As the film hurtles toward and through New York, we’re introduced to the members of the Animal Liberation Front (ALF), but mostly to an ensemble of stock misfits and malcontents headed by Jay (Paul Dano). They have hatched a Hail Mary plan to rescue Okja and expose Mirando as just another Tyson Foods hiding behind savvy marketing. Dano seems to have realized that the film needed an eye at the center of its storm, as his performance maintains a reassuringly even strain.

It all comes down to a super-pig parade and celebration that the ALF sabotages, and from which they try to rescue Okja. Everything wrong with this film also comes together here. It’s baffling why there would even be a parade and celebration to honor a global competition to raise a population of super-pigs, which will then be butchered and eaten. Folks in the parade even throw packets of beef jerky to the crowds, who are there to witness the winning super-pig get its fifteen minutes of fame. Why would people even show up? Nevertheless, Lucy, Jay, Mija, Dr. Wilcox, and the lurking ALFers all converge on the event. Lucy loses all control, and we all wonder what the point was of the whole exercise.

The remaining big plot question is: What will happen to Okja? The answer comes in a grim slaughterhouse scene, which, to the film’s credit, at least takes us inside the slaughterhouse.

It would have been nice if director Bong Joon Ho had made an admirable film, but there is a larger story going on. Okja’s release straight to Netflix garnered a four-minute standing ovation, but kicked up quite a storm at Cannes, so much so that the festival had to quickly change its rules to disallow the film from any prize contention. Nevertheless, Okja represents the vanguard of what promises to be a wave of VOD (Video On Demand) feature-length films from A-list directors. There are strong arguments for and against. Bong and the cast have argued strongly and publicly that Netflix gave them total creative control to make a film that otherwise would have been severely altered. And, even more compellingly, streaming means that all Netflix subscribers instantly have access, globally, so someone in Sacramento can watch, enjoy, and comment at the same time as someone in Singapore. No longer does a film have to build popularity through word of mouth. It’s everywhere instantly. That, along with total creative control, should be very attractive.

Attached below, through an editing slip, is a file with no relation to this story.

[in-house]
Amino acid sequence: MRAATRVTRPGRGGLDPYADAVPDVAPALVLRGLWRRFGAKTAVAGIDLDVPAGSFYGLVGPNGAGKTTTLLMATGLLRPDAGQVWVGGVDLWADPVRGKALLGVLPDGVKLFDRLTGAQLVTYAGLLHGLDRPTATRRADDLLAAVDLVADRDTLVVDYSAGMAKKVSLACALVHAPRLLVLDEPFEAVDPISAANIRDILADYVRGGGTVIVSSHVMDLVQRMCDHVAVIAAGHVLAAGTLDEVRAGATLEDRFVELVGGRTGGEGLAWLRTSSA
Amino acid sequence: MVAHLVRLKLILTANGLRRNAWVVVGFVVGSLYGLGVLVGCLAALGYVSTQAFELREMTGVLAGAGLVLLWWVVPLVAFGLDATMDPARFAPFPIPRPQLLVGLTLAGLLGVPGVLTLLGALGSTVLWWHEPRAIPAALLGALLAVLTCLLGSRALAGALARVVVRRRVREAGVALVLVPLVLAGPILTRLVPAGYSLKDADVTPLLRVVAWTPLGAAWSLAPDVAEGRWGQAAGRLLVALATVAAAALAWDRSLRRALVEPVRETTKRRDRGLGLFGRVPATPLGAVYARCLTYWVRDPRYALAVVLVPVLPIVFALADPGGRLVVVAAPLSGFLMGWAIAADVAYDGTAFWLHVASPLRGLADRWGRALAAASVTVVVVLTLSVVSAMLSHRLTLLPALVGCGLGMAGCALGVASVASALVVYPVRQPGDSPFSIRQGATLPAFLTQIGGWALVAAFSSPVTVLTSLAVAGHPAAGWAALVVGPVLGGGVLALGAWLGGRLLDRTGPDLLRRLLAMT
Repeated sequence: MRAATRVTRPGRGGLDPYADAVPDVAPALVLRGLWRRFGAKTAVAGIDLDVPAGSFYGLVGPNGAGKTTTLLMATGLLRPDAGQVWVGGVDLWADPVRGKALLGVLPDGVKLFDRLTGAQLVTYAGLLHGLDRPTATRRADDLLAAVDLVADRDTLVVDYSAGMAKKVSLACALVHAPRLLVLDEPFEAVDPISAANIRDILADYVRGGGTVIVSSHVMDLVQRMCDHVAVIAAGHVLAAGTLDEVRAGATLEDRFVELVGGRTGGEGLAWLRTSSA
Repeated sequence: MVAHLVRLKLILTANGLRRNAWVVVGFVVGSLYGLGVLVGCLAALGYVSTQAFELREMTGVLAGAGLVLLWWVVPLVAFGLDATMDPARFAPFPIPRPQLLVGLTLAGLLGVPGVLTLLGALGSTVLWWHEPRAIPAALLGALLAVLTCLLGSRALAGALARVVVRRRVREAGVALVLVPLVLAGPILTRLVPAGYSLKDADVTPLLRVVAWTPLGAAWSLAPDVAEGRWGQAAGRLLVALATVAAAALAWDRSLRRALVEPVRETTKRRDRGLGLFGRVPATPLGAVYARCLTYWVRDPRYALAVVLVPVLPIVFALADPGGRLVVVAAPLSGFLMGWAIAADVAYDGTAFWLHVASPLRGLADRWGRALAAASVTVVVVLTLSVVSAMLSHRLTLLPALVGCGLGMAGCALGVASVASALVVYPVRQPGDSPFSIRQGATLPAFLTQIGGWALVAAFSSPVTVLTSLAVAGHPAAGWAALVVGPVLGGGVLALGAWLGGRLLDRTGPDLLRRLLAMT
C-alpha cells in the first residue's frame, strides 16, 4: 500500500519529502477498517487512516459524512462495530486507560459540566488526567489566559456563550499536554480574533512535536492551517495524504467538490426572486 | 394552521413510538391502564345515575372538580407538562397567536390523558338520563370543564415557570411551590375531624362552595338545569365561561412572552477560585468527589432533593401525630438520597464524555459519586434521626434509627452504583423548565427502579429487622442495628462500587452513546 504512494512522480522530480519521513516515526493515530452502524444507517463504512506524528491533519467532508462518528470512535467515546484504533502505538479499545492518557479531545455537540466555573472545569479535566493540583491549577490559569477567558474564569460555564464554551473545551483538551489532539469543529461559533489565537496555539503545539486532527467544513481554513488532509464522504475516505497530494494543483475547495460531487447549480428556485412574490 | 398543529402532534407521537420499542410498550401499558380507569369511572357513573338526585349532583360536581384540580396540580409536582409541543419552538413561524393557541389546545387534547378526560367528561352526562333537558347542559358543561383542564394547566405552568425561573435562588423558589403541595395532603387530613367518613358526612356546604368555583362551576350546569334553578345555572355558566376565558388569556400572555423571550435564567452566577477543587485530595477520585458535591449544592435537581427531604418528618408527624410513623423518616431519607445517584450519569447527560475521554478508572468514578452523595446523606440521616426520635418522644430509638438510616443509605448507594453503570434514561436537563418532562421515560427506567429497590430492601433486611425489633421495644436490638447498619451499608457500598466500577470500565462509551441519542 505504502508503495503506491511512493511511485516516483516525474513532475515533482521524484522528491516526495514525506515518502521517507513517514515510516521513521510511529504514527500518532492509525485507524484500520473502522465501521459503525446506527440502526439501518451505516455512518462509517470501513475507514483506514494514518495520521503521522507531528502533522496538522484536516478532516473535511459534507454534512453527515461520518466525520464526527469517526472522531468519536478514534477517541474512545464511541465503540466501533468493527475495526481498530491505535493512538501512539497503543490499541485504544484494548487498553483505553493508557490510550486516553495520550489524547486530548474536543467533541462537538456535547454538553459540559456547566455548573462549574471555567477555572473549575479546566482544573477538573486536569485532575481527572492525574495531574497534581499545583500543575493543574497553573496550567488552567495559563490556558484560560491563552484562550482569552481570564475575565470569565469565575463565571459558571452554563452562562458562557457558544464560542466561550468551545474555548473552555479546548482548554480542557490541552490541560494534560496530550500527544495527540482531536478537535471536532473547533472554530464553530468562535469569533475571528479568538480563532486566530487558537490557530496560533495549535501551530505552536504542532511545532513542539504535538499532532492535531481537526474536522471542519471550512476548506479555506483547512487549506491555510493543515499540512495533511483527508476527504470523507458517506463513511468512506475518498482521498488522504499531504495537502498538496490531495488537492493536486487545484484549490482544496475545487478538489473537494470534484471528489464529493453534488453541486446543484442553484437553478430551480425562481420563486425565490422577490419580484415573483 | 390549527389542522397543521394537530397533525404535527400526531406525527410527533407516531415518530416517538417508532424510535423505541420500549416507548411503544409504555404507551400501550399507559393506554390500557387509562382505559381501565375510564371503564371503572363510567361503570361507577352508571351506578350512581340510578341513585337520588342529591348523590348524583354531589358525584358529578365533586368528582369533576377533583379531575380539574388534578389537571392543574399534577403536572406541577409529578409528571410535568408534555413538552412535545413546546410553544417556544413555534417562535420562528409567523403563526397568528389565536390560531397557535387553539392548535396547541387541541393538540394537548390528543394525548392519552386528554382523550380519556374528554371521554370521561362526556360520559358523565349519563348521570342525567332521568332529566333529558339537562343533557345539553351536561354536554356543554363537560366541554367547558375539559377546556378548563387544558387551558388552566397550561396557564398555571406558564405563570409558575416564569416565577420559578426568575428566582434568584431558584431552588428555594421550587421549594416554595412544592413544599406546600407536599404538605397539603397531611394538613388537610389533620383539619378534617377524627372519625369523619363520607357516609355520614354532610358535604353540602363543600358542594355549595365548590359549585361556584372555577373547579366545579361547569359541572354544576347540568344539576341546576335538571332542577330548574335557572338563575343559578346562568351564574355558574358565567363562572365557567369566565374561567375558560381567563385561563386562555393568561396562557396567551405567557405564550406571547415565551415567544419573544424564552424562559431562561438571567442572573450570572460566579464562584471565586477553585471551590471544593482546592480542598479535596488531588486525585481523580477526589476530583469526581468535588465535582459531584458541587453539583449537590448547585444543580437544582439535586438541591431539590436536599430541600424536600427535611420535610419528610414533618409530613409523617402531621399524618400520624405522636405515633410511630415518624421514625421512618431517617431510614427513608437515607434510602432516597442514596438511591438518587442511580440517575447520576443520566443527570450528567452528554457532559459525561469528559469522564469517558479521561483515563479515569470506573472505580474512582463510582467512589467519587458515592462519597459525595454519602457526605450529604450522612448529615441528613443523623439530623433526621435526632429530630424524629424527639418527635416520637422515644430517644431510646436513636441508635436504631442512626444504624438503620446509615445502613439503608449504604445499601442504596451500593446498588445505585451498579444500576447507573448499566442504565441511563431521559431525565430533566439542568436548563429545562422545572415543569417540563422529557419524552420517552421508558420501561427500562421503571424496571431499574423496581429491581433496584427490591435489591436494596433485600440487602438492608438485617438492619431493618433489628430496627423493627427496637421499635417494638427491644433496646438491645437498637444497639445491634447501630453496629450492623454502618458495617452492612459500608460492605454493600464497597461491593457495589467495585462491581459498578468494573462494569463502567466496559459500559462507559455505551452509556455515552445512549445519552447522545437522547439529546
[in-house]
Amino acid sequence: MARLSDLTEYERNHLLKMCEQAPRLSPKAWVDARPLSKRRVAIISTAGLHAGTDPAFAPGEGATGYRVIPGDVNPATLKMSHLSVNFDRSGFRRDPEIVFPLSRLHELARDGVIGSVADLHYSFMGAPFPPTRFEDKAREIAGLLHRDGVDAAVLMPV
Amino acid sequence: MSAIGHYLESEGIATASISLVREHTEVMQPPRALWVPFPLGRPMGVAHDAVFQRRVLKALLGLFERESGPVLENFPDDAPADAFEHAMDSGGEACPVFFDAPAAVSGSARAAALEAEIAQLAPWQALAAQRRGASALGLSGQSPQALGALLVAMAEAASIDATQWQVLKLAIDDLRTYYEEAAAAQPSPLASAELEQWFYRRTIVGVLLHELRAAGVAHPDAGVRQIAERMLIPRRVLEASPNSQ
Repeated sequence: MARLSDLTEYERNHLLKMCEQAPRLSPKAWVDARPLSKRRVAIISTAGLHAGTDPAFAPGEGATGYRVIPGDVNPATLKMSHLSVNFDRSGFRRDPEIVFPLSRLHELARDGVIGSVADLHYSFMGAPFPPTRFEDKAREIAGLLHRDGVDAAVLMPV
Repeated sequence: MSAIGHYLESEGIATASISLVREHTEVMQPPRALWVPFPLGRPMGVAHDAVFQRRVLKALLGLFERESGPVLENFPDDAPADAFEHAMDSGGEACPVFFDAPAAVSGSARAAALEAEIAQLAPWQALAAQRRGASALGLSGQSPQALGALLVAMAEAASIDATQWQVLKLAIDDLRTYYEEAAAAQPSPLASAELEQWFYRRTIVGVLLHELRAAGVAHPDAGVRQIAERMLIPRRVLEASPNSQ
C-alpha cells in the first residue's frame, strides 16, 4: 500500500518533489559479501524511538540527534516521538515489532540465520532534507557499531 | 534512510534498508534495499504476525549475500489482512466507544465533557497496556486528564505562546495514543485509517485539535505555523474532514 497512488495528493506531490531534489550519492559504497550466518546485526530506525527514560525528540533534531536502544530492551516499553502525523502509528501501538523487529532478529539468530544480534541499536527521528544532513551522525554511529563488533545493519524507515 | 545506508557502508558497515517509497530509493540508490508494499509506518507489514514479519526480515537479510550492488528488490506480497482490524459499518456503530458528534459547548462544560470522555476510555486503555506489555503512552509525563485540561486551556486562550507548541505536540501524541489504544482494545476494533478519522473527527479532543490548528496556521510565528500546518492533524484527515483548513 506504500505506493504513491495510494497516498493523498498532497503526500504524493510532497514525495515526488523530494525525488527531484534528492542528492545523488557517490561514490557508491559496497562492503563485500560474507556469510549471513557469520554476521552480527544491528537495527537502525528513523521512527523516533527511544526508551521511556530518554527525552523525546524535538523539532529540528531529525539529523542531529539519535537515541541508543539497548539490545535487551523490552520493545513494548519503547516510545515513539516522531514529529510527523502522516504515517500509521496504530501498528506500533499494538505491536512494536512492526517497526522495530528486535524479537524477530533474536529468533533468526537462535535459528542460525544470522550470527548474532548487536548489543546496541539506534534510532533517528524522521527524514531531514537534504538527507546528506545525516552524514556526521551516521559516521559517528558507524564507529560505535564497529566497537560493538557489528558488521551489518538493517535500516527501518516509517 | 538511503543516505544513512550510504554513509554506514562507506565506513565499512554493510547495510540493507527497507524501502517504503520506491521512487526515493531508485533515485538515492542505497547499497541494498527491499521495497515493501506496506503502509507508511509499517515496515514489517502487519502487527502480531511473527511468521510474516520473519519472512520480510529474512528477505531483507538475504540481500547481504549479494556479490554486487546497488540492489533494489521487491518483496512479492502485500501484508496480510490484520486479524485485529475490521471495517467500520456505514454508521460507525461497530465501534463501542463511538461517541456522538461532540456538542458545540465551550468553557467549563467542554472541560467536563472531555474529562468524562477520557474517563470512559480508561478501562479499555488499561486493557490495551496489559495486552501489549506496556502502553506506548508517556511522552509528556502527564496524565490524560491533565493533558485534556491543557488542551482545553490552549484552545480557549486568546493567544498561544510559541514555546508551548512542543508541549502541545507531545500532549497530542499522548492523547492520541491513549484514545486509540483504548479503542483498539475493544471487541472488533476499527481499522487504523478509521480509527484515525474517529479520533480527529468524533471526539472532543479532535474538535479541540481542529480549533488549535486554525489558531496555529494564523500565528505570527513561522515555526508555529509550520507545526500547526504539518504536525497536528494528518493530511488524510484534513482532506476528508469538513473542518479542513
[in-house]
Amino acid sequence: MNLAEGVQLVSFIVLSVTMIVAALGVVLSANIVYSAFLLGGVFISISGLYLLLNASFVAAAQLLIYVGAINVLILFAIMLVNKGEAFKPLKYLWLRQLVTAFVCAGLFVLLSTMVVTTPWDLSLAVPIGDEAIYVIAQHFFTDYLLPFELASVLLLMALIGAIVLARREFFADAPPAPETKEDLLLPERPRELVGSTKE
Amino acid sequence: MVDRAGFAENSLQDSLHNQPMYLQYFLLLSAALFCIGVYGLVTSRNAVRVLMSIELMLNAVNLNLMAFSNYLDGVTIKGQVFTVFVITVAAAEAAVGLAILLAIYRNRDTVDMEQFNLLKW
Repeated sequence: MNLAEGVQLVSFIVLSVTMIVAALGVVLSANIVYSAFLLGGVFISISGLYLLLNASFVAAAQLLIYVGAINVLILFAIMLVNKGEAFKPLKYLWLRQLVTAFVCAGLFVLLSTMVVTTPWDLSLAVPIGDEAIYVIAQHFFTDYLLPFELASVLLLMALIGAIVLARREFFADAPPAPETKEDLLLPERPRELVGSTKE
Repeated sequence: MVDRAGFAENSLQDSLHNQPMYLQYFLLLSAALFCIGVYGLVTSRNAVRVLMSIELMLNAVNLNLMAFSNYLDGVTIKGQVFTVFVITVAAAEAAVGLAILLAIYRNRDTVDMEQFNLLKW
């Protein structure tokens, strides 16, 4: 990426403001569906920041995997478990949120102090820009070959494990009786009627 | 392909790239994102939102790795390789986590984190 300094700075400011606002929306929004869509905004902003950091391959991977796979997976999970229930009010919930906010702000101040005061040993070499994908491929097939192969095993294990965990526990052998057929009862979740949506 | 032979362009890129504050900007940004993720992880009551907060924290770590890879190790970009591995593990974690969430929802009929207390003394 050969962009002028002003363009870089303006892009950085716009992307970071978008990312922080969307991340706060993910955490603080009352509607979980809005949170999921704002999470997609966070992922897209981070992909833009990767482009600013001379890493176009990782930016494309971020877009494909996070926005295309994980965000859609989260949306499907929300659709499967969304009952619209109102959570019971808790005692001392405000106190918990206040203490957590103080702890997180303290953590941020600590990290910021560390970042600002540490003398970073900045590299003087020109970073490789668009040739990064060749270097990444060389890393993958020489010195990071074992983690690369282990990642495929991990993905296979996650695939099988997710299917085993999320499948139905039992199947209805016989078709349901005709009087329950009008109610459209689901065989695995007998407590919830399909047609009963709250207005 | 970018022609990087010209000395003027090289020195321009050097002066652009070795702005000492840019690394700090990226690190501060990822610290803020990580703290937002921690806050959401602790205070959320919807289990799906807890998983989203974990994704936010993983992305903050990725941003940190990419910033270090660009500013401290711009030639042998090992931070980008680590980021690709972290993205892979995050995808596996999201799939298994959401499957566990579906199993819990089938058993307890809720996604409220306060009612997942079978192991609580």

On the other hand, the good cinephiles at Cannes have a point. The history of this art form assumes a certain amount of collective experience, and most of our memories of watching significant films would be substantially less intense had we not been in a theater with others who were also laughing, or cringing, or digging their nails into countless armrests.  

In the case of Okja, a sweet irony: The film’s advance screening was held in a theater. And while this reviewer left that theater less than pleased, he passed a woman standing among friends and visibly sobbing, an image more striking and memorable than any produced by the film.

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Netflix subscribers can stream Okja starting today.

 

Chris Piper

Regardless of the age, Chris Piper thinks that a finely-crafted script, brought to life by willing actors guided by a sure-handed director, supported by a committed production and post-production team, for the benefit of us all, is just about the coolest thing ever.